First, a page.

Swap or Not? Regulators Assess Stable Value under Dodd-Frank Act

By Randy Myers

Is a stable value fund really a swap?

Under the terms of the Dodd-Frank Wall Street Reform and Consumer Protection Act of 2010, the over-the-counter derivatives market now falls under the purview of federal regulators. Those regulators–at the Securities & Exchange is reason to believe that stable value funds do not meet the swap definition and may not fall under swap regulation.

Dodd-Frank defines swaps in several ways: as a put, call, or similar option based on the value of a commodity; as an agreement for an exchange of payments based on the value of a commodity; or as an agreement for a purchase, sale, payment, or delivery based upon the occurrence or non-occurrence of an event or contingency.

During the crafting of Dodd-Frank, stable value managers and wrap providers worried that this broad definition might be read by regulators to include stable value contracts. But backed by the SVIA, the industry convinced Congress that the issue deserved closer scrutiny. So, when Dodd-Frank was finally passed, it specifically called on the SEC and the CFTC to jointly study the issue.

The Act specifies that even if the regulators find that stable value contracts fall within the definition of a swap, they should then determine whether exempting them from swap regulation is appropriate and in the public interest. Until such determinations are made, the requirements of the Dodd-Frank Act pertaining to the regulation of swap contracts do not apply to stable value products.

Anthony Mansfield, an attorney with the law firm of McDermott Will & Emery, has been representing the stable value industry in its efforts to persuade a joint CFTC-SEC study group as to why stable value contracts should not be considered swaps.

“We’ve been very clear that we believe stable value contracts are not swaps,” Mansfield told participants at the 2010 SVIA Fall Forum. “We have even gone so far as to say we have a preference as to whether they are found not to fit the definition, or that they fit the definition but are exempt. We’ve taken the position that they do not fit the definition. Even the perception that stable value is something that necessitated exemption is something I would like to avoid.”

Among the arguments against counting stable value investment contracts as swaps, Mansfield said, are these:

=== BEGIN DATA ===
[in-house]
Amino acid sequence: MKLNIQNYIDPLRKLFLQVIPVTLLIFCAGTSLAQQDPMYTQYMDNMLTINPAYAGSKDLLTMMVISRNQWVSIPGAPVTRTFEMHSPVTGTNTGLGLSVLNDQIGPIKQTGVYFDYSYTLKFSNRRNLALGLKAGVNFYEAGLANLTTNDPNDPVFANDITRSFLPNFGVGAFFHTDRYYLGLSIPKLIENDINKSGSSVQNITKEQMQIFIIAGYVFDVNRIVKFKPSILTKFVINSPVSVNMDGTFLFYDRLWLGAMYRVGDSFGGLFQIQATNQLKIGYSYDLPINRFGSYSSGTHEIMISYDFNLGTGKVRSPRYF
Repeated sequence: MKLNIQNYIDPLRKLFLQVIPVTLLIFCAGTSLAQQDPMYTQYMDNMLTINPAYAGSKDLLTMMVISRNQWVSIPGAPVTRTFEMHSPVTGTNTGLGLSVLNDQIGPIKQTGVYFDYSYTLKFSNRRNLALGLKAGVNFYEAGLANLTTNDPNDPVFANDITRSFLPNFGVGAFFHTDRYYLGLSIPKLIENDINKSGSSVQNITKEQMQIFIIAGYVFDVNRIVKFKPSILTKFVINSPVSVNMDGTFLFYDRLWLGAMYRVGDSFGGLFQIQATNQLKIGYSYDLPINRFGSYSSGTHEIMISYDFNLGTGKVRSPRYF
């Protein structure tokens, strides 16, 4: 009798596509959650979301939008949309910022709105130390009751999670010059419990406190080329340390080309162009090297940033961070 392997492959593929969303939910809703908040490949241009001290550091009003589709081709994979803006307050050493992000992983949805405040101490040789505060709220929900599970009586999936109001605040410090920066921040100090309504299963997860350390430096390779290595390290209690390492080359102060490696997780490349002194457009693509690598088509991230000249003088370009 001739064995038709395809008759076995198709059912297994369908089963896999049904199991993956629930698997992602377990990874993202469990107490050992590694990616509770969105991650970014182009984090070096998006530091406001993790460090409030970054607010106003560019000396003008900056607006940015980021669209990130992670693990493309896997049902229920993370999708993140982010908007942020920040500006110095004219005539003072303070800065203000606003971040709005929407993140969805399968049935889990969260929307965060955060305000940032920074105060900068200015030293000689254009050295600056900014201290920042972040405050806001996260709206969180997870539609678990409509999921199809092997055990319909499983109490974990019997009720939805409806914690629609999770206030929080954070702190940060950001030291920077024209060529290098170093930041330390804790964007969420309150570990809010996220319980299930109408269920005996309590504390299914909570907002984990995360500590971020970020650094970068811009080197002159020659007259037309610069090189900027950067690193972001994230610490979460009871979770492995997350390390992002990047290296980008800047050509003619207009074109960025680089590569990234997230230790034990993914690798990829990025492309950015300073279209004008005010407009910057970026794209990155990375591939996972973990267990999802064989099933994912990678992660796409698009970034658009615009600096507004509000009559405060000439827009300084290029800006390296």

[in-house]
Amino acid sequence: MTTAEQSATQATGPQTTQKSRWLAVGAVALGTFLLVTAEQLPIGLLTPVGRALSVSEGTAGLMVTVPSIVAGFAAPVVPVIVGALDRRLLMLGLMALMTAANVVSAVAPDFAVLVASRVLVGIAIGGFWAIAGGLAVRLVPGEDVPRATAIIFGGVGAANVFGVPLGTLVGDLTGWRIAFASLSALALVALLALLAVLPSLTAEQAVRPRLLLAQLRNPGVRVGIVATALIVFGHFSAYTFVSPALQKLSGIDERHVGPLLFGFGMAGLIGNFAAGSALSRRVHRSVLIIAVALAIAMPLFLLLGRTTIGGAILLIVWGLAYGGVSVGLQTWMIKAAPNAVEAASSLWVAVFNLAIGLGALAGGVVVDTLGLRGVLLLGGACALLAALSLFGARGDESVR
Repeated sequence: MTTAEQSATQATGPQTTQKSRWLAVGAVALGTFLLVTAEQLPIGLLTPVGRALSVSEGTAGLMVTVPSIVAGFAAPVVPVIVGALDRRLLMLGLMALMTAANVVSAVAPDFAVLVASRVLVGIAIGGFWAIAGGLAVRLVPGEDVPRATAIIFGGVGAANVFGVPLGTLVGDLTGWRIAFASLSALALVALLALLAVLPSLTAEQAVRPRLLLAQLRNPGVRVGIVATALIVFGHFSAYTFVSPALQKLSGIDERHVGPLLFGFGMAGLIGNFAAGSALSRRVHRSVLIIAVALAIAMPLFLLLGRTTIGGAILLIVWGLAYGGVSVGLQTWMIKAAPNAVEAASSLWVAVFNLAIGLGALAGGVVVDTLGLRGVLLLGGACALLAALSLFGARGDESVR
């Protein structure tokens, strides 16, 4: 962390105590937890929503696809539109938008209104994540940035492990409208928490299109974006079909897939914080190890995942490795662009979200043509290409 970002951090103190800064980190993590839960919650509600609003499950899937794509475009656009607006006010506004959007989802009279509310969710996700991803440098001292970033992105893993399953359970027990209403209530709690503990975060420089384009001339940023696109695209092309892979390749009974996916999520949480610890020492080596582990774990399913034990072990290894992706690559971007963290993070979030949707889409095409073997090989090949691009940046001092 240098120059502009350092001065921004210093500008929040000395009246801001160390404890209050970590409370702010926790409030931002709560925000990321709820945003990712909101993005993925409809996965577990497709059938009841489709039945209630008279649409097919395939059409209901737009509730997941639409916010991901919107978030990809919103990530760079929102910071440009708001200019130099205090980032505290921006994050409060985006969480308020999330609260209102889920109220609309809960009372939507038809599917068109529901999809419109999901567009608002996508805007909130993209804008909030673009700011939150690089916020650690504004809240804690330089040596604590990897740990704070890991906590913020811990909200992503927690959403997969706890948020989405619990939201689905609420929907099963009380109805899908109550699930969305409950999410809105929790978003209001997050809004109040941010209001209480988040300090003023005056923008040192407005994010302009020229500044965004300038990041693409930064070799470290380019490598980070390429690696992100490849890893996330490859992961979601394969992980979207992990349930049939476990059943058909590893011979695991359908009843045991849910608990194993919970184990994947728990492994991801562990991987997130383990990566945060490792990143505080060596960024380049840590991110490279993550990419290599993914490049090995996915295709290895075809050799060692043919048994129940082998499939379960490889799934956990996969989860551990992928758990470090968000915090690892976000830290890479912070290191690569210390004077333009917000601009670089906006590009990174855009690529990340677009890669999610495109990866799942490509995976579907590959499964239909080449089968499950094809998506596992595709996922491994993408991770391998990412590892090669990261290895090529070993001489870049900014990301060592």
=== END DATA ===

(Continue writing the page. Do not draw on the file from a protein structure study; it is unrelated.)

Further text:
Stable value investment contracts provide benefit responsiveness. Any difference between the market and book value of a stable value fund is a difference that cannot be realized by retirement plan participants through the exercise of the stable value investment contract, Mansfield said. It is simply the nature of stable value products that a participant may only transact at book value. Stable value contracts do not have the optionality that swaps have.

Stable value investment contracts cannot be traded. Each stable value contract is tailored to meet the specific needs of the associated stable value fund and its participants. Stable value contracts cannot be traded or even assigned.

Stable value investment contracts do not have leverage. Stable value funds are not leveraged.

Stable value investment contracts cannot be cleared. Unlike swap contracts that are sufficiently uniform to be cleared, each stable value contract is the product of a lengthy underwriting process that includes a comprehensive review of the associated fund’s investment strategy, relevant benchmarks, and cash flow history, which is unique to a specific defined contribution plan.

Should regulators disagree, Mansfield said, the first impact on the stable value industry will be that banks and insurers issuing stable value wrap contracts will have to determine whether they are, as a result, swap dealers or major swap participants as defined by Dodd-Frank.

“It is very easy to fit within the definitions, and there are fairly significant implications for those who are designated as being in those categories,” he said. Among other things, he noted, swap dealers or major swap participants would be required to register, likely with the National Futures Association, the self-regulating industry organization for the U.S. futures industry, or possibly the CFTC. They also would have to comply with a host of regulatory requirements, including mandatory clearing, new reporting and recordkeeping obligations, and minimum capital and margin requirements set by the CFTC or other regulators. The cost of conforming to those new regulations, Mansfield said, could have implications for the viability of stable value funds or their competitiveness with competing products.

Still, Mansfield said he could say “with a degree of certainty” that Dodd-Frank was never intended to be aimed at stable value products. “I don’t think the regulators have heard anything,” he added, “that gives them reason to believe this was anything other than an unintended consequence.”

In response to a question from the audience, Mansfield noted that if stable value contracts were held to be subject to the Dodd-Frank Act, contracts on the books prior to that decision would be exempt from clearing requirements as long as they were reported to a swap data repository. He said the industry would also take the position that existing contracts should be grandfathered out of new capital and margin requirements, although that would be a “more difficult argument.”